Effect on microorganisms

Microorganisms are harmed by soil pollution since they are usually quite sensitive to a change in their natural environmental conditions.

Through the contamination of soil with heavy metals and other harmful substances, these microorganisms are often not able to adjust to the new circumstances appropriately and thus will die off.

Since all natural processes are connected with each other, the decline in microorganisms may cause chain reactions which turn out to have great adverse effects on the whole environmental system.

Effects on animals

All kinds of animals are affected by soil pollution.

Many animals eat crops or plants in order to meet their energy demand.

However, if the soil and therefore also the crops are contaminated, the animals eating the crops and plants get contaminated as well.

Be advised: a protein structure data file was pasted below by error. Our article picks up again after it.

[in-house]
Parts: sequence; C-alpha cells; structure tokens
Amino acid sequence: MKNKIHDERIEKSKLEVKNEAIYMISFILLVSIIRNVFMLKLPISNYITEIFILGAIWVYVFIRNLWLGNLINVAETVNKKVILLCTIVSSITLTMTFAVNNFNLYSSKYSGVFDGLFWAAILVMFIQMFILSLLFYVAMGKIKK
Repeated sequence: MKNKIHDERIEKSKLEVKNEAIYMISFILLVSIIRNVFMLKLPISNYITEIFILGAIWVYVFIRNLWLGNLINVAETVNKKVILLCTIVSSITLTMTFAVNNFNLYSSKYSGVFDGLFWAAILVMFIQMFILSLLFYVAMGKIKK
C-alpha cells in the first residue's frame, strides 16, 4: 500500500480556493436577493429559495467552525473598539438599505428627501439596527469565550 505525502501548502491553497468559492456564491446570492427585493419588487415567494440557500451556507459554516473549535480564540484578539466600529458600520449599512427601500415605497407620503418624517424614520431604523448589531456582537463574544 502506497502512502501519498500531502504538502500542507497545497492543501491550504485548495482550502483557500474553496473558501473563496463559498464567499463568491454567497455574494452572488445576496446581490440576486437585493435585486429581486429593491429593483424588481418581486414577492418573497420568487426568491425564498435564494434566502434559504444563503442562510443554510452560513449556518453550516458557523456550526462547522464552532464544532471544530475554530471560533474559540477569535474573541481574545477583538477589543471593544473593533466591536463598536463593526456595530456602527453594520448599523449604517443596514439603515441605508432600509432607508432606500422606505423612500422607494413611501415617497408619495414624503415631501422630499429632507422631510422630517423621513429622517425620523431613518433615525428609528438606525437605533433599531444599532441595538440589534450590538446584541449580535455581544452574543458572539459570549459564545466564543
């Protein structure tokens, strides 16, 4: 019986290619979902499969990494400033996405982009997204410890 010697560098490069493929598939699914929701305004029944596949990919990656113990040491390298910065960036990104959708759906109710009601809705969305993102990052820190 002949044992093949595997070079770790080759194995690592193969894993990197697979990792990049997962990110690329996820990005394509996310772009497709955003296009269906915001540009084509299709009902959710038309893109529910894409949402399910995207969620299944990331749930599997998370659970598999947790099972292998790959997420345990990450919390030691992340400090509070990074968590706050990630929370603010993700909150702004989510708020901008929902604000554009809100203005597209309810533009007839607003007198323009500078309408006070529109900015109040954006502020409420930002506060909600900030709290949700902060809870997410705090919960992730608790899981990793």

Similar to the adverse effect on humans, soil pollution can also have severe health effects on animals.

Effects on the fertility of plants

Moreover, the fertility of plants is likely to be reduced due to the issue of soil pollution.

Since plants usually are quite sensitive to changes in their natural environmental conditions, soil contamination can lead to a decline in fertility of the affected plants.

Effects on growth behavior of plants

The growth behavior of plants can also be affected by soil pollution.

Since plants usually require a stable level of acidity and also of nutrient supply, a change in these parameters through soil pollution will likely lead to adverse effects on the growth of plants.

Reduction in crop yields

Soil pollution is also likely to lead to a reduction in crop yields.

When the natural environments of plants are contaminated with harmful chemicals, they are usually not able to adapt to these new circumstances in a short period of time.

Thus, also the crop yields will be lower compared to an environment without pollution.

Effects on aquatic life

Aquatic life is indirectly affected by soil pollution.

Since through the excessive use of pesticides and also through the emission of toxic gases from industrial processes, harmful chemicals will eventually reach our rivers, lakes and seas.